Boeing 777 interior views.

From:         faurecm@halcyon.com (C. Marin Faure)
Organization: Northwest Nexus Inc.
Date:         30 Mar 96 16:01:06 
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I took a look at our (Boeing's) Web Site today (http://www.boeing.com),
and I noticed the two virtual tours of the 777 are up and running.  I had
mentioned these were coming several weeks ago and then, of course, they
didn't appear, prompting several justifiably irate e-mail queries.  But
they're there now, and in fact may have been for some time.  Both
"pictures" were taken on-board WA001, the first 777.  One is of the
cockpit (I must be honest and tell you that we added the clouds
electronically) and the other is of the first class cabin.  You will need
Quick Time VR to view the shots.  If you don't already have it, you can
download if for free, and the Boeing site has a link to a download site.

Something you might find of interest regarding the 777 interior:  The
center stow bins are unique in that they are a one-piece assembly from
side-to-side, allowing each unit to be quickly removed so that the galleys
and lavatories can be moved forward or back to reconfigure the seating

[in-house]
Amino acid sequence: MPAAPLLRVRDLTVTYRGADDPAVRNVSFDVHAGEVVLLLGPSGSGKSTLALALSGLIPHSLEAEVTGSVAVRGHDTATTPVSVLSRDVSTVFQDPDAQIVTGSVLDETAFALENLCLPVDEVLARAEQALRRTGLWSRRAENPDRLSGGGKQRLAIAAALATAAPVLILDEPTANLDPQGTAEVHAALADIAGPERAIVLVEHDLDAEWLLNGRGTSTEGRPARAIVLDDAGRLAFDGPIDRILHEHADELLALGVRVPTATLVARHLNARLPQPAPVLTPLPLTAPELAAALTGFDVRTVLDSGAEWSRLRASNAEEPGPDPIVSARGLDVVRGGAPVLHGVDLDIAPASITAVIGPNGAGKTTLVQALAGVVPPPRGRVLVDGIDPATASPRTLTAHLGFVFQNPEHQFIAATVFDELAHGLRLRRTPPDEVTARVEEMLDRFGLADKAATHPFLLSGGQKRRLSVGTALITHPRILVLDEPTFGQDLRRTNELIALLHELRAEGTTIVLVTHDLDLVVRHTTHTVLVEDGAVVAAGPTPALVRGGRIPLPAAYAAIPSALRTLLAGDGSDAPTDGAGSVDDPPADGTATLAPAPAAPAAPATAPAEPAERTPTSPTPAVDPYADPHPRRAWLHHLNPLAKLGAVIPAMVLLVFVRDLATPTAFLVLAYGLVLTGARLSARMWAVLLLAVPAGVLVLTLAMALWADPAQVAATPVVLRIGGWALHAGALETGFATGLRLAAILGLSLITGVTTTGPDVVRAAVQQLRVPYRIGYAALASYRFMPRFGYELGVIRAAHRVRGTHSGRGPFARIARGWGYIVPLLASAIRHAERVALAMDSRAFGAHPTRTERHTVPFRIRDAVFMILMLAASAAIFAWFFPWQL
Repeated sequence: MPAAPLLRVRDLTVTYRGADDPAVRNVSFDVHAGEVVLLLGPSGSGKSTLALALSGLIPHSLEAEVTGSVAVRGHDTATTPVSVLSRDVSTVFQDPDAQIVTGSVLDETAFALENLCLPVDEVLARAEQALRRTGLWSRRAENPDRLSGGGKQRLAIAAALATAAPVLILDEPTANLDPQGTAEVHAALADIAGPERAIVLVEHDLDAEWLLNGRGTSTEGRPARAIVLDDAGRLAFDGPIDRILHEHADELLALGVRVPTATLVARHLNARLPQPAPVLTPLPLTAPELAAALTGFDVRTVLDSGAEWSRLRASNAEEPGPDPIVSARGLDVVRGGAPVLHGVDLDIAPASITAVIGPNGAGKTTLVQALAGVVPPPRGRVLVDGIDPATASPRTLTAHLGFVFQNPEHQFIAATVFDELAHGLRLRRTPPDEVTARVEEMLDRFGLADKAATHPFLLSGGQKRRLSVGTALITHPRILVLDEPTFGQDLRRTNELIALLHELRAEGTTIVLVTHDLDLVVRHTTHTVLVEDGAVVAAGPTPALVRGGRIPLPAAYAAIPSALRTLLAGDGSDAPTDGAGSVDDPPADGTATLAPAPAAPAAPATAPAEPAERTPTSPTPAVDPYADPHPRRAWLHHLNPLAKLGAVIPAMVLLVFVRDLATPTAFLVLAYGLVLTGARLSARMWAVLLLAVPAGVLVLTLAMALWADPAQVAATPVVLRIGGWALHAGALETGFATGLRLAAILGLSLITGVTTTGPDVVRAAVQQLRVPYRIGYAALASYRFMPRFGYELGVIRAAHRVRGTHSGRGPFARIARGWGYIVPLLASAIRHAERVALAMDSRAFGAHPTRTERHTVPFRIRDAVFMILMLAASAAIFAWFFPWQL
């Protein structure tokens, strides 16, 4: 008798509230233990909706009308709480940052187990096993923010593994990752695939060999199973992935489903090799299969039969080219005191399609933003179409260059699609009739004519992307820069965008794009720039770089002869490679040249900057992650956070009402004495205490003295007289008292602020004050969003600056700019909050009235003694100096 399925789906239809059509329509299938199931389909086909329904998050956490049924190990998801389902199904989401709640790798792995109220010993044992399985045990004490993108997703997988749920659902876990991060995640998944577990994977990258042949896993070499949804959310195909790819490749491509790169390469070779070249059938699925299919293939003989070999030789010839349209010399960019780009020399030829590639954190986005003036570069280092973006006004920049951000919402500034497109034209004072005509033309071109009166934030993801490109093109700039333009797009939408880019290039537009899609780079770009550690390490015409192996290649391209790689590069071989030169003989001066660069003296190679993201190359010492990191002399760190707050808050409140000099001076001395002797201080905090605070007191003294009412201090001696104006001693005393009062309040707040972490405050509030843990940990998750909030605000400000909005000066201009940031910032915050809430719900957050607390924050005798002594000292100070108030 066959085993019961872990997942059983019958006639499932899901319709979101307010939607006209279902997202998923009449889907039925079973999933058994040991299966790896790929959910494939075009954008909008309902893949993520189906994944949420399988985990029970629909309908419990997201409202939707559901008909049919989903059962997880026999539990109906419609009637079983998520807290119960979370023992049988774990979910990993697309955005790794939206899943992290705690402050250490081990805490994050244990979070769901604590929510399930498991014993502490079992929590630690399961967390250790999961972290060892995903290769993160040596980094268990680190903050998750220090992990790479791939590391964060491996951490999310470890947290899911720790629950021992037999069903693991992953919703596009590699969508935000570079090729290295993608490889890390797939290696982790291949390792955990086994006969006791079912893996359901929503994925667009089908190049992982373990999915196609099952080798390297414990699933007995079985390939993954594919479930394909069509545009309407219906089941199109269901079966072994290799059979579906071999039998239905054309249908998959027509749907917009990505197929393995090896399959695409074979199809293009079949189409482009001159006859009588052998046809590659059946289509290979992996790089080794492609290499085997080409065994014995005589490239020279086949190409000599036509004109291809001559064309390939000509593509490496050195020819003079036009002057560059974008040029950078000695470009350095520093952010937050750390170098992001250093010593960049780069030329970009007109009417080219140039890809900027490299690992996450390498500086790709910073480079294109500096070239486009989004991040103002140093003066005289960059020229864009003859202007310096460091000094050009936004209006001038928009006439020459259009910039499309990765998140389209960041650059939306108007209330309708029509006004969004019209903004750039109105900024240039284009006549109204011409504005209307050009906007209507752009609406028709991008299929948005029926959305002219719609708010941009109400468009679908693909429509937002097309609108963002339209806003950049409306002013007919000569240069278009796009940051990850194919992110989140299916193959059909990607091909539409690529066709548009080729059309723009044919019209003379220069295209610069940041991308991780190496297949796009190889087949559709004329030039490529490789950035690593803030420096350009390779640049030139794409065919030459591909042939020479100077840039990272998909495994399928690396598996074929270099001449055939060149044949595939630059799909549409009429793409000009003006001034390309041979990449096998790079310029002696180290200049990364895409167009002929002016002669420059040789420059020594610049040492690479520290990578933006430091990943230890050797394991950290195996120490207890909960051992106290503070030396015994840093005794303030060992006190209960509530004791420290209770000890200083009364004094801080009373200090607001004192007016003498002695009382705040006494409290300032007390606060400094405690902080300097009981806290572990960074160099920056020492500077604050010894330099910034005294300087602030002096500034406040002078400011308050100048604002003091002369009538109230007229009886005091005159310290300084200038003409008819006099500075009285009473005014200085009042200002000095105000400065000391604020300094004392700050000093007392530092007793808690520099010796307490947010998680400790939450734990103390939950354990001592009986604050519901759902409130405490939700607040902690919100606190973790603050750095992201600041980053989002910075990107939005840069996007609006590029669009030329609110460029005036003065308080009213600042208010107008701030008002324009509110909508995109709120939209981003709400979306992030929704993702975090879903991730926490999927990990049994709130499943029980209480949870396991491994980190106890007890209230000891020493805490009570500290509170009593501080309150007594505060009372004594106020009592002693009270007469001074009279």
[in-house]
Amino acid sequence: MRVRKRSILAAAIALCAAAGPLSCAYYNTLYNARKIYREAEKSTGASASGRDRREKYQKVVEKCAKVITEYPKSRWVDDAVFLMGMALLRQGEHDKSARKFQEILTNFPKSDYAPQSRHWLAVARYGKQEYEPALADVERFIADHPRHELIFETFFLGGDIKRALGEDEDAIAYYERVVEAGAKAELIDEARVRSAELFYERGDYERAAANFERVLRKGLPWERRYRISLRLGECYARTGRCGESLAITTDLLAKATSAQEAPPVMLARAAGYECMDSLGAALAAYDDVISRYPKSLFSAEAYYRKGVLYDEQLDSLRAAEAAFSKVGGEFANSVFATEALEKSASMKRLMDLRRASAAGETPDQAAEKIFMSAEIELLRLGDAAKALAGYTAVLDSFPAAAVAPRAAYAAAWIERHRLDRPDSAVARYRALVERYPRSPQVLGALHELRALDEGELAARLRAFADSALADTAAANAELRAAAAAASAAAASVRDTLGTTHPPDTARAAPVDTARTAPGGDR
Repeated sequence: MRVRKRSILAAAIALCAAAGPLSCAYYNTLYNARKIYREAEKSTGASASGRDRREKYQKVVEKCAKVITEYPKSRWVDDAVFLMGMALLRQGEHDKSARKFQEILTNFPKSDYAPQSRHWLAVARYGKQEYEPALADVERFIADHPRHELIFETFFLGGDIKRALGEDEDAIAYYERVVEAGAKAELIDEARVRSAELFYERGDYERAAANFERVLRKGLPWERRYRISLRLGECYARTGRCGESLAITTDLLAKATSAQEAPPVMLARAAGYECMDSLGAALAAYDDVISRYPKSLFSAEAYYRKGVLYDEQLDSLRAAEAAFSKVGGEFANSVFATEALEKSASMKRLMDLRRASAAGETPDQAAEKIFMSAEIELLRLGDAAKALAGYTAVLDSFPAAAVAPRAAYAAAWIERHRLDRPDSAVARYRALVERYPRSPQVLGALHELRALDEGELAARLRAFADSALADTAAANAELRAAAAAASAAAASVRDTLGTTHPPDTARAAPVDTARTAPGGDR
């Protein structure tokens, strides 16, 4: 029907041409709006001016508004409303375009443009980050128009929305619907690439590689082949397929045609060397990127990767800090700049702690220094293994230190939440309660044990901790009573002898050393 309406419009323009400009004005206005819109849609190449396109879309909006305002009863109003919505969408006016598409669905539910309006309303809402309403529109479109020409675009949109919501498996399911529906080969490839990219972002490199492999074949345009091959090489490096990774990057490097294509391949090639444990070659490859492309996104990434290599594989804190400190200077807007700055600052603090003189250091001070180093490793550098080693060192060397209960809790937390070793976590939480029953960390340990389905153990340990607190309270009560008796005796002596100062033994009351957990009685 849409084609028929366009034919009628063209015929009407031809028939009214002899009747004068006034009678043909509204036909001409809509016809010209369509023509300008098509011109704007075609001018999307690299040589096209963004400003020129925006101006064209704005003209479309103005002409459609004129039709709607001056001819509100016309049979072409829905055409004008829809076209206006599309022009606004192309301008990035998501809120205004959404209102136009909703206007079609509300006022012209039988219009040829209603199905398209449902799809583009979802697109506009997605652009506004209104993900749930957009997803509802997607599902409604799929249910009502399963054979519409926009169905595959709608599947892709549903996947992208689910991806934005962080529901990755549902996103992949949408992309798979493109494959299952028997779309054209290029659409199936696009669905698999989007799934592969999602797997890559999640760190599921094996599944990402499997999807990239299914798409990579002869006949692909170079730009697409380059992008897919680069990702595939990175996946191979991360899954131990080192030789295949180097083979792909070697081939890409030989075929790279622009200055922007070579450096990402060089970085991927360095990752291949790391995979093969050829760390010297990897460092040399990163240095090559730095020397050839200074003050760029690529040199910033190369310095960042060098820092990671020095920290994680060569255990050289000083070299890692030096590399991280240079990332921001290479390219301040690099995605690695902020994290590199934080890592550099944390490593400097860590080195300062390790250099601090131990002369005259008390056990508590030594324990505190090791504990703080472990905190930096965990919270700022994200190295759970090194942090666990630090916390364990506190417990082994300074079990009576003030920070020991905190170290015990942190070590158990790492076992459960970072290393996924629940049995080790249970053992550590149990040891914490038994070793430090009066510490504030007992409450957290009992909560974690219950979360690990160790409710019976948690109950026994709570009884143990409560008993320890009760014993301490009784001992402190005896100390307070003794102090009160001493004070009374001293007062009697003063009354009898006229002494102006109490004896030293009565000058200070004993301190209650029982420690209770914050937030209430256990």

arrangement of the plane. Each flex zone, as we call them, is twenty feet
long.  By moving the galleys, lavs, and closets forward or aft within
their zones, airlines can increase the size of the business or first class
sections, or add more coach seats, depending on the market demand of the
routes being flown.  A complete reconfiguration involving a galley, lavs,
closets, stow bins, and seats, can be made within 72 hours.  If this
sounds like a long time, compare this to performing the same change on
other airplanes (including our own) which generally takes at least a week
and can actually require more than a month on some models because of the
structural modifications that must be made to the floor and ceiling.

I can testify to the fact that the 777's flex zones work because I
recently produced a video demonstrating a galley move on WA001.  In fact,
they moved the galley you can see in the VR tour at the rear of the first
class cabin.   It took four mechanics a little over four hours to
completely move the fore and aft halves of the galley forward, which also
included moving the stow bins in front of the galley to a position
immediately behind the galley.  The entire job was performed using only
basic hand tools, one torque wrench, and a ball point pen (to flip the
clips that hold the overhead air grills in place).  I was impressed.

C. Marin Faure
author, Flying A Floatplane